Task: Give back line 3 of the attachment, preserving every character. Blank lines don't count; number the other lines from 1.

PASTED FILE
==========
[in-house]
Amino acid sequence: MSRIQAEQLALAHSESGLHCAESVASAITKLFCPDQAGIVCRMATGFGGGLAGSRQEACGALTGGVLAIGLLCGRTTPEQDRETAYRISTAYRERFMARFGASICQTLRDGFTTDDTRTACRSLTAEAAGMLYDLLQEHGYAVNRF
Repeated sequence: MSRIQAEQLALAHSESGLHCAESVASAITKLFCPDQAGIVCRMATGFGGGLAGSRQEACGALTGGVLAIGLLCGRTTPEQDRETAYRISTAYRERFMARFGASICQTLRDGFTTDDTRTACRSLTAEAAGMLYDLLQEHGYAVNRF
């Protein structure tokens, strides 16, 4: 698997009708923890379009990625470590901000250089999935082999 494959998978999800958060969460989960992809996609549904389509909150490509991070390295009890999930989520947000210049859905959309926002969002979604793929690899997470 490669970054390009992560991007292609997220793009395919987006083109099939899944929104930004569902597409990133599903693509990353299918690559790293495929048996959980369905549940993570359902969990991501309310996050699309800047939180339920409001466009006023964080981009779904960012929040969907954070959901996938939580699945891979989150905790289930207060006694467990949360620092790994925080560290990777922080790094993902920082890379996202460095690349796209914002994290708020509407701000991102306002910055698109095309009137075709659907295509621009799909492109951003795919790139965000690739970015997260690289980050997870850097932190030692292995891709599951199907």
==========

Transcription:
Repeated sequence: MSRIQAEQLALAHSESGLHCAESVASAITKLFCPDQAGIVCRMATGFGGGLAGSRQEACGALTGGVLAIGLLCGRTTPEQDRETAYRISTAYRERFMARFGASICQTLRDGFTTDDTRTACRSLTAEAAGMLYDLLQEHGYAVNRF